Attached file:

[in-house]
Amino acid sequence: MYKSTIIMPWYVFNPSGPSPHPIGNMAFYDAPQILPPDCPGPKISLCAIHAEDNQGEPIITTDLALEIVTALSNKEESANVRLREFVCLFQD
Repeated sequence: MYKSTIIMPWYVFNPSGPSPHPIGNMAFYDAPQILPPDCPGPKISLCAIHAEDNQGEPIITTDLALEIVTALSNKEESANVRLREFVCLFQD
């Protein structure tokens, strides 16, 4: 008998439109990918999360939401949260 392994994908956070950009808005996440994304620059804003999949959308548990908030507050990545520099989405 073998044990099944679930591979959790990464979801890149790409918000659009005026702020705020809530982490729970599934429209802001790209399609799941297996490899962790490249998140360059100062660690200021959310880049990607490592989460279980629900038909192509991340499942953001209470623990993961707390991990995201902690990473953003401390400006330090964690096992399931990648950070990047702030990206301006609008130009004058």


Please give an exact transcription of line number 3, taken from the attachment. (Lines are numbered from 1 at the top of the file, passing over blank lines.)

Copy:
Repeated sequence: MYKSTIIMPWYVFNPSGPSPHPIGNMAFYDAPQILPPDCPGPKISLCAIHAEDNQGEPIITTDLALEIVTALSNKEESANVRLREFVCLFQD